The first step in conventional roof framing
is to layout and cut a common rafter pattern. The rise and run of the
common rafter will determine the height of the ridge board as well as
the length of any hip / valley rafters that may be involved with a
conventionally framed roof. Conventional framing of roofs falls under the heading
of rough framing carpentry. Anyone who has ever tried framing a roof can tell you it is a fine tuned skill that can only be acquired with experience.
Many a carpenter has been frustrated by this seemingly dying art. Even though conventional framing
has been around for centuries, with the advent of trussed roof systems,
the demand for pro roof cutter's has decreased. The modern day truss manufacturer can build them to match nearly any conventional roof. But not always.
However, if you are building an addition, garage, shed, doll house, or similar structure it is often less expensive to use conventional roof framing. You should be able to avoid problems such as, delivery costs, site space restrictions, also single framing members are lighter than a whole truss.
With this in mind I have created a tutorial to assist you with calculating common rafter length.
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Below is an image of the common rafter as it is used in roof framing. If you familiarize yourself with the components that make up the rafter it should assist you in this roof framing task.
Roof Framing Scenario
In this rafter tutorial we will be using a hypothetical roof framing
situation. We will be figuring the pitch, rafter length, lumber size,
and on center spacing for the rafters. The building width is 24' with a
6/12 pitch and a 12" eave and 2 by 6 fascia.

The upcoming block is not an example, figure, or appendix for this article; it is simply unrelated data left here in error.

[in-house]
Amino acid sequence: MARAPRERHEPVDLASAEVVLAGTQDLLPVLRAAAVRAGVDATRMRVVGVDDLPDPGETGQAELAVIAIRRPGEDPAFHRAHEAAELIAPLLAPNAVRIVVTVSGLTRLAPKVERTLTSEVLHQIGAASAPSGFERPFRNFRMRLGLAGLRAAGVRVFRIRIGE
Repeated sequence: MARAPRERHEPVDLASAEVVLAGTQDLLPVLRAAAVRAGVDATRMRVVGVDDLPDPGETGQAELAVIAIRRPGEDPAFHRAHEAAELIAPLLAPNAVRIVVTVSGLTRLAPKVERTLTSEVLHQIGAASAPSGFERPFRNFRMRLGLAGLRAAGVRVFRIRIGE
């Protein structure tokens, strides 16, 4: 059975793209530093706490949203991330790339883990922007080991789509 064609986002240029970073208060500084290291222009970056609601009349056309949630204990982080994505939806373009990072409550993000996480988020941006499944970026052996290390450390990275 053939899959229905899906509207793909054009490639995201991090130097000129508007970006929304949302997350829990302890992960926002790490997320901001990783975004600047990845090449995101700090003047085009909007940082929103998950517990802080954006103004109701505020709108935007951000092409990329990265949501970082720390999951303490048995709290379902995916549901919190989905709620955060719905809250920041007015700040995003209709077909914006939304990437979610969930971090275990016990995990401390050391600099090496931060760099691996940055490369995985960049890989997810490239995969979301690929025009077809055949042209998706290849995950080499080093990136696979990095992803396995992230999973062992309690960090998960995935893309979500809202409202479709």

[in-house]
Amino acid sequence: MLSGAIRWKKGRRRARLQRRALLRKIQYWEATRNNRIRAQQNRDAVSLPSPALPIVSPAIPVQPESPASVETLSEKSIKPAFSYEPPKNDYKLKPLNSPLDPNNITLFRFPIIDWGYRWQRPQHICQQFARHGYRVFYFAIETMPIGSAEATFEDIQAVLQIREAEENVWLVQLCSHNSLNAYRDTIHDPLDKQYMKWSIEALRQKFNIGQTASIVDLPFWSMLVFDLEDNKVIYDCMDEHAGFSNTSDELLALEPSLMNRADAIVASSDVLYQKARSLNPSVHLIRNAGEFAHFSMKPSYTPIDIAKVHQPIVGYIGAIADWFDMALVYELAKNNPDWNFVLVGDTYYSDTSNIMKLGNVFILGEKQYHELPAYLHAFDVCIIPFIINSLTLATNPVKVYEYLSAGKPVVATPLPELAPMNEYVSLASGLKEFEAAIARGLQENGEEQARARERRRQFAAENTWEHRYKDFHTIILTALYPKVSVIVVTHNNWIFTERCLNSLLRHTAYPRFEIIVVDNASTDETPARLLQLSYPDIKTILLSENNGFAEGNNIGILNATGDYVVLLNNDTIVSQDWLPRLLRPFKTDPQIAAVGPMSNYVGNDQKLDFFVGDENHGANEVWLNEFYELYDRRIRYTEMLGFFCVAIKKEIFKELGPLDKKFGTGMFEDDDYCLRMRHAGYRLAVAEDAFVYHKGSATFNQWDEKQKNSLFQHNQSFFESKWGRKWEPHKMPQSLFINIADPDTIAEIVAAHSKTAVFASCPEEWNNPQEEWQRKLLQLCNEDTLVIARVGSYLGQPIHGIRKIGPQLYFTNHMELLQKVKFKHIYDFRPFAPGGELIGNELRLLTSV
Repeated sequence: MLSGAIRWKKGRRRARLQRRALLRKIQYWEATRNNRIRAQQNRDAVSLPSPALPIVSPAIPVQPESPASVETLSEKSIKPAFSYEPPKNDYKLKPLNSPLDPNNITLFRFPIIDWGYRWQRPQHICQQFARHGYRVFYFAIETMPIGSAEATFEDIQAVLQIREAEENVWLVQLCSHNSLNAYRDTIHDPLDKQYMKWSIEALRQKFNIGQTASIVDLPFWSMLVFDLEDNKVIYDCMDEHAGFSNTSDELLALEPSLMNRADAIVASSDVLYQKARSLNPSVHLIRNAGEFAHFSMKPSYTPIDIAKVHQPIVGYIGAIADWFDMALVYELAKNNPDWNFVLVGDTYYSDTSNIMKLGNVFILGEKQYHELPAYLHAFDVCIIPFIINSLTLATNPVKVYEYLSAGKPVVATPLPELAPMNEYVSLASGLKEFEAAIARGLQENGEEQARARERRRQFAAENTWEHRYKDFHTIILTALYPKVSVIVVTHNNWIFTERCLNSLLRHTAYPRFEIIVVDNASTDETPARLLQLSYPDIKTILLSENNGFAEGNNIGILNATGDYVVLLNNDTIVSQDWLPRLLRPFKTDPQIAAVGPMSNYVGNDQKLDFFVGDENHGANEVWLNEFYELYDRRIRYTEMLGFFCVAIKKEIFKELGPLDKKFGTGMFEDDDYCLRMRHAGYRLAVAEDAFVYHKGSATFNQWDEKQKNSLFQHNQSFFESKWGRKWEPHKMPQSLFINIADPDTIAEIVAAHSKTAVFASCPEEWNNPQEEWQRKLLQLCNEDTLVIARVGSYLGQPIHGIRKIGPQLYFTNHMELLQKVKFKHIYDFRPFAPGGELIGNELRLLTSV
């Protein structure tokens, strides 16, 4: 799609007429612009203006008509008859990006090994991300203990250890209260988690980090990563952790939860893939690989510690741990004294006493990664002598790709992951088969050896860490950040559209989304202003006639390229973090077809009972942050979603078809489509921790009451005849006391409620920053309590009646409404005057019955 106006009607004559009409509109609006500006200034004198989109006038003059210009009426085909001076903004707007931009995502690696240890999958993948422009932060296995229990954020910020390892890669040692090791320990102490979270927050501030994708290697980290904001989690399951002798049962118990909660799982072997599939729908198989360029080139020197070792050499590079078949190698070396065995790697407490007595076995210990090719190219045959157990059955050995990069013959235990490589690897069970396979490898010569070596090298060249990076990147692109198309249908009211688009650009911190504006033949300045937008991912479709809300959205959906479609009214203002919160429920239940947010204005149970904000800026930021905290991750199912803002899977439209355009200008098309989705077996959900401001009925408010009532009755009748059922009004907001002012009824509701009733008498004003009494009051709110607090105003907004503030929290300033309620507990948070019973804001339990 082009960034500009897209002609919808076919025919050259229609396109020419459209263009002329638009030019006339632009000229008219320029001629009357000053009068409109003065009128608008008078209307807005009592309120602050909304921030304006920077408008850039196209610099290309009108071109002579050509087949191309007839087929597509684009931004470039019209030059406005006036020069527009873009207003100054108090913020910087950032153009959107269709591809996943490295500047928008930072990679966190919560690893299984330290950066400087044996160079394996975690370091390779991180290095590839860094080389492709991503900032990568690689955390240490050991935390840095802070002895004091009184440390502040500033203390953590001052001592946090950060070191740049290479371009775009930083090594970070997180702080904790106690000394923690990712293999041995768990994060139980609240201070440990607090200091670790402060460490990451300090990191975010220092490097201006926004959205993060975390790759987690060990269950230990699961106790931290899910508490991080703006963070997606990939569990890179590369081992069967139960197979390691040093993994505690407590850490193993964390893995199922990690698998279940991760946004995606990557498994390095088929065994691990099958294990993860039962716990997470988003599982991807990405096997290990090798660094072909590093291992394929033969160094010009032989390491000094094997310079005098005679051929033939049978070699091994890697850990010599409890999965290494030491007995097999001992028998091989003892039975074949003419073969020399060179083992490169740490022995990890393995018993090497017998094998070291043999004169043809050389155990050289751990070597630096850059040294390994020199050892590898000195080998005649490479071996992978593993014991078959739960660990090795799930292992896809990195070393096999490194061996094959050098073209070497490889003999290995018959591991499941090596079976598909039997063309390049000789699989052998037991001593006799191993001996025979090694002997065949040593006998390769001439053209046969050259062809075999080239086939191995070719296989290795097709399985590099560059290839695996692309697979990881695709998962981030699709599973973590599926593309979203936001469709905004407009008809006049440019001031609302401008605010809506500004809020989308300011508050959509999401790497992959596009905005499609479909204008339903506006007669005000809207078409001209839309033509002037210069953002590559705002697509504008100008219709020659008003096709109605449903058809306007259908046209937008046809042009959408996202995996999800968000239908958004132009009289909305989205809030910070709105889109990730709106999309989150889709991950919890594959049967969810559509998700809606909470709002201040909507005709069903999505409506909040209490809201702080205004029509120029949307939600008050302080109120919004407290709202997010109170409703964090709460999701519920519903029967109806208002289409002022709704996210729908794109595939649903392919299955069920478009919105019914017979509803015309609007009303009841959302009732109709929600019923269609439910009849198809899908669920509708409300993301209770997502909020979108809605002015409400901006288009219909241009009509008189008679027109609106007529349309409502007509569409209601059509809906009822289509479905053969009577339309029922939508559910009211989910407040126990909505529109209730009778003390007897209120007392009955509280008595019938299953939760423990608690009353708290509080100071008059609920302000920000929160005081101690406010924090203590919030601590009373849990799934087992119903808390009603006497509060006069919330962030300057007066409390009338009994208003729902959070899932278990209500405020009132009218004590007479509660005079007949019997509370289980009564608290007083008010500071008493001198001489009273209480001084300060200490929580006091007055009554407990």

Determine Length of Common Rafter
Determine Span : This is accomplished by measuring the overall width of the building where rafters are to sit. In our case this is 24 feet
Determine Run : Divide
the span in half, in our case 24 feet divided by 2 = 12 feet run. This
is the horizontal distance the rafter travels to meet the one from the
Determine Lumber Size and O.C. Spacing : When determining lumber size to be used in roof framing keep in mind to use the horizontal run of the rafter not the length or span. I use the American Wood Council rafter span calculator. In our case the lumber will be 2 x 6 S-P-F #2 on 16" centers.
The values needed to enter into the Construction Master Calculator
are Span 24 feet Pitch 6 Inch. I always take the width of the ridge
board out when figuring out my rafter length. In this case we will be
using a 2x8 ridge board. When roof framing always use the next larger size lumber than rafters for the ridge board to achieve full bearing.
Here are the sequence of key strokes for the Construction Master Calculator. 24 feet minus 1 inch 1/2 divided by 2 equals 11 feet 11 inch 1/4 Run 6 inch pitch Diag 13 feet 4 inch 3/16.
diagonal number is the measurement from the ridge board to the outside
edge of the wall it will sit on. After adding the length of the tail we
will need 16 foot lumber for this job. When ordering lumber do not
forget the length of the eave.
Select Rafter Stock : From the lumber pile find a straight and
light 16 foot 2x6. This will be used as a pattern once completed and
depending on how many rafters you need to cut a lighter one will be
welcomed by the end of the day. Place stock on saw horses with the crown of the lumber facing away from you.
Mark and Cut the Top Plumb Cut : To
get the proper angle for this cut place a framing square on the lumber
as shown in the thumbnail below. In this example I have doubled the 6"
pitch and 12" run represented by the framing square. You can use 6" on
tongue (skinny part) and 12" on body (fatter part) and it will still be
the proper angles.
The reason I double everything on the square is to achieve longer marking areas, which comes in handy on larger rafters.
Measure Rafter Length and Mark Outside Edge of Building : Hook
your tape measure on the top edge of plumb cut and mark 13' 4" 3/16 on
the top edge of the rafter. Place framing square on rafter as shown
below and mark plumb line that represents outside edge of building.
Lay Out and Cut the Birdsmouth : Referring to the thumbnail
below, place the framing square on the lumber as shown and mark the
level or seat cut of the birdsmouth. This is where the common rafter
will rest on the outside wall. The length of this cut should be 4" to
achieve full bearing. Slide the framing square up and down the rafter
until the cut is the length desired.
Layout and Cut the Tail of Rafter : Place framing square as shown in diagram below. Since we have a 12" eave we want to mark 10" 1/2 to allow for our 1" 1/2 fascia.